The German operators of a tanker hijacked off the coast of Somalia are hoping to stay in touch with the ship after establishing initial contact with the pirates, they said Sunday.
The MV Longchamps was hijacked on Thursday
"We hope to stay in dialogue," with the pirates on board the MV Longchamp, a spokesman for Bernhard Schulte ship management company said, hours after they had received a first phone call from the captors.
The pirates on board the tanker contacted the Hamburg-based shipping company Saturday, two days after taking charge of the tanker. "We received a phone call and were also able to talk briefly with the captain," the spokesman said.
The captain had been able to confirm that all 13 crew members -- 12 Filipinos and one Indonesian -- were in good health.
Bernhard Schulte Ship Management were unable to confirm whether a ransom had been demanded. They did not know how many pirates were on board the ship.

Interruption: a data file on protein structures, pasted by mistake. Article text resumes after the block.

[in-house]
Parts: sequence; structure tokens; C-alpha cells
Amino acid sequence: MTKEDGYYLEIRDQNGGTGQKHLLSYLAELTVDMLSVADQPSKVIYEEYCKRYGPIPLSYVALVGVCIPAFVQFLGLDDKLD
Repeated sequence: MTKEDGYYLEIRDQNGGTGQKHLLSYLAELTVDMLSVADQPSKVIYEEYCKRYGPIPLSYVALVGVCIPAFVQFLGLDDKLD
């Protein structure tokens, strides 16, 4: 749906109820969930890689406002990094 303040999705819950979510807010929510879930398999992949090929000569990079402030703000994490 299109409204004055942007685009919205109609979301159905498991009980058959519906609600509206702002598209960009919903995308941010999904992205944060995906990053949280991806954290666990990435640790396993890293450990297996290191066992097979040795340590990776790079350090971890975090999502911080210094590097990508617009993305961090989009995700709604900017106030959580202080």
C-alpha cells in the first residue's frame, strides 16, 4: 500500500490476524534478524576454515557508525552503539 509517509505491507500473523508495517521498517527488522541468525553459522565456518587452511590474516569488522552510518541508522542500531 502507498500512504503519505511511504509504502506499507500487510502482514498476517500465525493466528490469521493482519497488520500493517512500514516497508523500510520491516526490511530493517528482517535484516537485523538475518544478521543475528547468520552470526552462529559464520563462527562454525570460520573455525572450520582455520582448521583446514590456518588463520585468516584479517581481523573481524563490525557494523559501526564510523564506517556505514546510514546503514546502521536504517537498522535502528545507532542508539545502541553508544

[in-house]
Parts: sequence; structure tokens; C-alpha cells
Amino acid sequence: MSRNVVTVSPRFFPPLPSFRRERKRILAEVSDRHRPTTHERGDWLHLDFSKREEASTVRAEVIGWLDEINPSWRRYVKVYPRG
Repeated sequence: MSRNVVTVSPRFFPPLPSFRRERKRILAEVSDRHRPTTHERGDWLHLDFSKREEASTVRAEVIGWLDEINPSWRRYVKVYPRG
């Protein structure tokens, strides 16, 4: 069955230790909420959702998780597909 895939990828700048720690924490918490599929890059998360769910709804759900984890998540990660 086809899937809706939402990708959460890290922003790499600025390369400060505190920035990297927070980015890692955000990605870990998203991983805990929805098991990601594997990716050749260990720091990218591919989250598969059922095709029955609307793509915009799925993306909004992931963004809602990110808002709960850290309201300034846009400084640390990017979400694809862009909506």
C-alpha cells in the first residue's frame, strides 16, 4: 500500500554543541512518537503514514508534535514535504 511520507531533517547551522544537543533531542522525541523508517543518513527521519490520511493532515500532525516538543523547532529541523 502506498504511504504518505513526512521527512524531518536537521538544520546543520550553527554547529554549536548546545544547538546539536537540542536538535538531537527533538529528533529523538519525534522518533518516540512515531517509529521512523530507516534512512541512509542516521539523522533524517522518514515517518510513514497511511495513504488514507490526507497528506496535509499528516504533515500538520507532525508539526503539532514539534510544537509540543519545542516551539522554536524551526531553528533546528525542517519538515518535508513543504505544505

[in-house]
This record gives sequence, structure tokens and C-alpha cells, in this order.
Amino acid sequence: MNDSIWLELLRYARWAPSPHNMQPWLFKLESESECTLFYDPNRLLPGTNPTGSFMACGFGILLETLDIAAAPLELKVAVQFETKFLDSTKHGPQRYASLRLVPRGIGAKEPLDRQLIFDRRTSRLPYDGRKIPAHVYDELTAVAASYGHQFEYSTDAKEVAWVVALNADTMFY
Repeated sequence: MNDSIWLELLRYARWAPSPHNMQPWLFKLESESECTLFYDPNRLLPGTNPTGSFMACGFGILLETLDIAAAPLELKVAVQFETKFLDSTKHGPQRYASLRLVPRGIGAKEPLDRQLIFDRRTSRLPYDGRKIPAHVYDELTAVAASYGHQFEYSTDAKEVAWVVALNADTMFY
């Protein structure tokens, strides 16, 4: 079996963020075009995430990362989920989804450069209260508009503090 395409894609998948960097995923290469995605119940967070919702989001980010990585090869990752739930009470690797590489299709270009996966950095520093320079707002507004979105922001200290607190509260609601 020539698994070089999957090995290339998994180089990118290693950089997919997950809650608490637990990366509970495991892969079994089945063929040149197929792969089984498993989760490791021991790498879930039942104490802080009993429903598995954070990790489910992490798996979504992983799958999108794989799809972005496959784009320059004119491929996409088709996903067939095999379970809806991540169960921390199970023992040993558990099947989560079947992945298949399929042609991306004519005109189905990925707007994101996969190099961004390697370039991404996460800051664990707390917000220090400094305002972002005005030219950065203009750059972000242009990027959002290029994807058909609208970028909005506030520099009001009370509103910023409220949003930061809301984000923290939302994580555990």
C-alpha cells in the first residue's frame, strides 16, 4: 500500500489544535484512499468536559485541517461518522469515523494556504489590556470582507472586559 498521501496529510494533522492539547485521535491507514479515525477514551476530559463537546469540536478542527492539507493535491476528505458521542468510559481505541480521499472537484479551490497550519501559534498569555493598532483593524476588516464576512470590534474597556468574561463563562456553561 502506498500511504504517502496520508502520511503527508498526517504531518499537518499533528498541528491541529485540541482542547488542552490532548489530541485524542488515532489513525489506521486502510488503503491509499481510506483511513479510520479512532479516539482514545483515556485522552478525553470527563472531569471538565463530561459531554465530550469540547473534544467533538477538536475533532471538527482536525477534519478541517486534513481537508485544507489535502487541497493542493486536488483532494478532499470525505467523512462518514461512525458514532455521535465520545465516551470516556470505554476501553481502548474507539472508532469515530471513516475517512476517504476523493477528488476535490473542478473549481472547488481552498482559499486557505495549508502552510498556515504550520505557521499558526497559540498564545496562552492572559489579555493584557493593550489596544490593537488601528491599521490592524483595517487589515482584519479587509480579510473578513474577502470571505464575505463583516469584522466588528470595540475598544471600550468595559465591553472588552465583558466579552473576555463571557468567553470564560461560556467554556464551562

The tanker, transporting liquefied petroleum gas, was seized on Thursday morning, en route from Europe to the Far East.
The 100-meter-long vessel belongs to MPC Steamship, a branch of a German investment group, a spokesman for the company in Hamburg said.
MPC Steamship contracts the operation out to the Bernhard Schulte ship management company, a longtime Hamburg shipping operator.
Currently the ship is chartered to yet another company, Bridge Marine, which is registered in the Liberian capital Monrovia.
The MPC spokesman said the ship had passed through the Suez Canal and waited for a day to join a convoy under Indian naval protection as it passed through pirate-infested waters.
However, the Indians could not prevent pirates from seizing the vessel, which was steered away from the convoy toward the Somali coast.
Lawyers in Hamburg are preparing a case, on the grounds of attack on air and sea transport, thought to be the first case against piracy to be filed in Hamburg.
Attacks on air and sea transport carry sentences of a minimum five years' prison in German law.